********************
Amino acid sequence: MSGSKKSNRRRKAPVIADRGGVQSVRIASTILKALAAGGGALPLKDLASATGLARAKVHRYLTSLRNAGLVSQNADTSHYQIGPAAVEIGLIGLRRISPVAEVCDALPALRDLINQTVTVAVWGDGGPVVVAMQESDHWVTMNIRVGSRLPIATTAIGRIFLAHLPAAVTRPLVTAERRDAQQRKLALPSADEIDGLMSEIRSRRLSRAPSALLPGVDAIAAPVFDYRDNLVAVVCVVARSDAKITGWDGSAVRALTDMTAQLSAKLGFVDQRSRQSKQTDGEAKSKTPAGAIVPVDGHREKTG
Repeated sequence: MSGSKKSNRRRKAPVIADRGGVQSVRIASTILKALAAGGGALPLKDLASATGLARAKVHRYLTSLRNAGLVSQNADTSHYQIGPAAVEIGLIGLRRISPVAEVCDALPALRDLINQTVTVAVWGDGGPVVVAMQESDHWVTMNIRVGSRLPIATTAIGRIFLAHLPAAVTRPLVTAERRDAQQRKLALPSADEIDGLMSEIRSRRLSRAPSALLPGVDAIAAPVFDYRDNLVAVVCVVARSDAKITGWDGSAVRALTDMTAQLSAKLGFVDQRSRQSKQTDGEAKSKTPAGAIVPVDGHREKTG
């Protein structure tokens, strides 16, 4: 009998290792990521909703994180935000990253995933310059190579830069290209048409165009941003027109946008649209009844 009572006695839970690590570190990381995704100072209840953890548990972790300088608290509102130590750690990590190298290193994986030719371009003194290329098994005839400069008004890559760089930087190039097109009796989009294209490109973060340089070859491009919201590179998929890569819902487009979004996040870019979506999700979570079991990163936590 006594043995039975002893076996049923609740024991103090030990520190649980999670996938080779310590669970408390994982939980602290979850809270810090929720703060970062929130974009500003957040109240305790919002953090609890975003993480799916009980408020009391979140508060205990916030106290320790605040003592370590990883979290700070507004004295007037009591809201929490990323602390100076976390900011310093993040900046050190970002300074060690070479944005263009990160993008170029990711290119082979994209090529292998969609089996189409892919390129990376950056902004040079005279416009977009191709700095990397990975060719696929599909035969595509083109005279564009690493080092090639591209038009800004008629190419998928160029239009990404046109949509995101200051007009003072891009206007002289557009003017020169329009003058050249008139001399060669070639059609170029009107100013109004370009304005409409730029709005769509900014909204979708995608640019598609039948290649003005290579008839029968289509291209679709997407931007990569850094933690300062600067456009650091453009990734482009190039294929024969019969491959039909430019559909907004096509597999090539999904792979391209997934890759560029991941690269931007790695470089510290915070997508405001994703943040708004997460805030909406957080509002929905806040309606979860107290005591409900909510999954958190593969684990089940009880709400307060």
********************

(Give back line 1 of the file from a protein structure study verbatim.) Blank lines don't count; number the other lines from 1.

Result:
Amino acid sequence: MSGSKKSNRRRKAPVIADRGGVQSVRIASTILKALAAGGGALPLKDLASATGLARAKVHRYLTSLRNAGLVSQNADTSHYQIGPAAVEIGLIGLRRISPVAEVCDALPALRDLINQTVTVAVWGDGGPVVVAMQESDHWVTMNIRVGSRLPIATTAIGRIFLAHLPAAVTRPLVTAERRDAQQRKLALPSADEIDGLMSEIRSRRLSRAPSALLPGVDAIAAPVFDYRDNLVAVVCVVARSDAKITGWDGSAVRALTDMTAQLSAKLGFVDQRSRQSKQTDGEAKSKTPAGAIVPVDGHREKTG